“Off she goes,” chuckled Cali, jiggling Menolly who had started to fuss a little.
“Ursula hasn’t changed a bit,” said Michael.
“Actually, she claims she’s slowed down some. At least she isn’t organizing as much as she used too. Playing more. Taking more time for herself in the woods. I don’t know what all woo woo she’s up to there. She says she is ballast on committees now. Like a bee, she flits about networking and fertilizing ideas. Plus she has her store where she does informal counseling through her tarot readings. ”
“I could use one of those,” said Uri. “Does she charge much?”
“She’s flexible and is open to trades.”
“So tell me more about the organic dairies.” Michael was more interested in sustainability details than he was in weird stuff like tarot, though given Uri’s penchant for such things he was more tolerant than he used to be. “Are they able to sell their milk now?”
“That’s an on-going battle. Legally, they can’t market in stores, so most dairies sell to a large regional producer.”
“Not very sustainable from a transportation point of view,” observed Michael.
“Tell me about it. Some sell shares of a cow – kind of like a CSA. But that’s pretty cumbersome. My husband Carlos is involved with Tilth, the regional organic growers network, which is lobbying to get laws changed. It affects egg selling too…. Sometimes I think we need to start a formal religion and declare organic locally grown as a basic tenet. Wouldn’t the government have to accept our right to get our food in accordance with our beliefs? There are special dispensations for kosher and Muslim religious restrictions, aren’t there?”
“I suppose so. T’would be an interesting bit of sustainability research. How’d you come by this marvelous piece of land I hear you’re on?”
“Benden Farm. It belonged to a friend of my parents. When she moved away she wanted it to go into an agricultural trust and was willing to sell it at a bargain rate so she didn’t have to pay capital gains taxes. Win. Win.” Michael stuck out his hand palm at a right angle for a congratulatory slap and Caliente matched it with a grin. “My parents contributed part of the down payment, having just inherited money from my granddad. Carlos’ parents in Bellingham helped too.”
“So this Trust owns the land?”
“They already owned the community garden and orchard here at the Locavore Center. So it made sense for them to have another sustainable farming piece. Though the Housing Trust was also willing to take it on.”
“Do you pay anything?”
“We make payments on the house which we actually own. The rent from Rhea and Gabe helps us keep up.”
“Do you make enough with the gardens and animal products to cover the rest?”
“Well…. my web work contributes and sometimes Carlos does odd jobs. Like almost everyone else here we have to piece it together. Oh listen, Carlos and Gabe are starting to drum. Let’s get some of Arlo and my brother Jay’s beer and go over there for a few minutes before I take you around.”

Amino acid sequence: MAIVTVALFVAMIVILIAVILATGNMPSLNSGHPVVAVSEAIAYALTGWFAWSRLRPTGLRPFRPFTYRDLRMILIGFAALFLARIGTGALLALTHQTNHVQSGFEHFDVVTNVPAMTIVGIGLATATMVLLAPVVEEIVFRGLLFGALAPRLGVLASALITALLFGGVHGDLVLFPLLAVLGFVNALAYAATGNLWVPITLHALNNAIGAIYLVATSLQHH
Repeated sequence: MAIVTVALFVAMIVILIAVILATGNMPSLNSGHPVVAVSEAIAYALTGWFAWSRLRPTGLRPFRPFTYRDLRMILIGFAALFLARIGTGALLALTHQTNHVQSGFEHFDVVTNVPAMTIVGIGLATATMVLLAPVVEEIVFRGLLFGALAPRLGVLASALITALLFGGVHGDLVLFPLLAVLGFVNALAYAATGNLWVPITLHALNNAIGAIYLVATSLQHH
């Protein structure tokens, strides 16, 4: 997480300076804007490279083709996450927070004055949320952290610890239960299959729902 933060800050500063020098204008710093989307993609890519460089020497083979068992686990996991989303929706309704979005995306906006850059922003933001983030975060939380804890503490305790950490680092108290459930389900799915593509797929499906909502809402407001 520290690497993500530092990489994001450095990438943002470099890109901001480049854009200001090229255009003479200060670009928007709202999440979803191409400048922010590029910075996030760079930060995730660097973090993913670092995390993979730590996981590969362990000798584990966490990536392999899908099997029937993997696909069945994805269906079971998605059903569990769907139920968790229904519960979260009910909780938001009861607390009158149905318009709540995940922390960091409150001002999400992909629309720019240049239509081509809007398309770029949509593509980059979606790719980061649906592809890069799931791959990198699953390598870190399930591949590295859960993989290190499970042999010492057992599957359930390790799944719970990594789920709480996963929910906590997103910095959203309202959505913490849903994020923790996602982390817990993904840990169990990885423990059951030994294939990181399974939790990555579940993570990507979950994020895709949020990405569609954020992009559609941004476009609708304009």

“Good. Uriel is finding his place,” observed Spider to the swallow perched in a nest in the barn’s overhang above the hubbub of the market. “Hopefully, he’ll like this music and will hook up with these young people. Then have a tarot session with Bear Woman that opens him so he uses his gifts to a new degree.”
“I’m having trouble remembering what gifts Uriel chose before incarnating,” said the bird who was also having trouble holding that shape. He kept morphing back and forth between moth and cocoon and bird nest.
“Think elves and fairies and the good works they do.”
“Oh,” said the moth, who actually still didn’t know what she was talking about but wasn’t about to admit it.
“Do you hear that, you cranky Old Ones?” Spider hollered across to the Native Spirits hovering in the trees beyond the barnyard. “I’m certain Uriel hears you and sees you. Things are going to start to change around here another degree. He’s bringing new lightness into play. You watch. You’ve been asking for relief and I think the time is actually coming if you can just be patient a little longer.”
“Hmmph,” muttered the collective cloud of beings she was addressing. “We’ve heard that before. Plenty of good intentions. We give them credit for that in recent years. But actually tuning in? Truly living sacred lives in ceremony? Every day? Not just on the special obvious days? That’s what we need to see before we can release stewardship of this Mountain and Valley, River and Shore. We are not holding our breaths.”
“I’m not either,” responded Spider. “But I am seeing encouraging signs and the Star Elders – planets and constellations – are aligning for big change. Hang in there. Keep nudging them.”
“Don’t worry. Coyote and Raven are on the loose,” said a wavery female voice, sounding positively cheerful. “It even sounds as if some of the REALLY OLD ONES are stirring. What would you say to Durga showing up? Or Wild Woman?”
“Oh Ho! You are pulling out all the stops, Great Grandmother. You know I’m all for that sort of help. Onward and upward, as they say. Just don’t get too crazy.”
Towards the end of the afternoon Owen wandered with a jar of cider into the greenhouse where he was accosted with that marvelous humidity that smelled of humus and rich growth. He closed his eyes and blissfully took a deep breath – you could almost call it a swig – of the plant chi that stirred his blood so. Who knows how long he stood there, practically growing roots to join the plants. It was a moment out of time, but when he opened his eyes his human heart warmed to see his daughter Robin in her usual red checked Pendleton shirt and her seven year old daughter Otter in a blue fairy outfit at the far end peering at baby cedar and Sitka spruce trees in pots on the long tables. He walked down that direction tuning into them as they explained to Mariposa, the newly arrived Locus intern for the Trust, about the tree seedlings growing there.
His granddaughter turned and ran towards him clambering up his leg for a hug.
“Hey Papa,” called Robin. “You were part of that first round weren’t you? I was still away at forestry school.”
“Yup. If I remember rightly, forty volunteers came out in the pouring rain and planted all long both sides of the creek. They’re tall and stable now but that summer was unusually dry and we had to haul water in buckets to tend them. Hard hot work. These new babies will go for infill and some other patches here and there.” He gestured out to the south.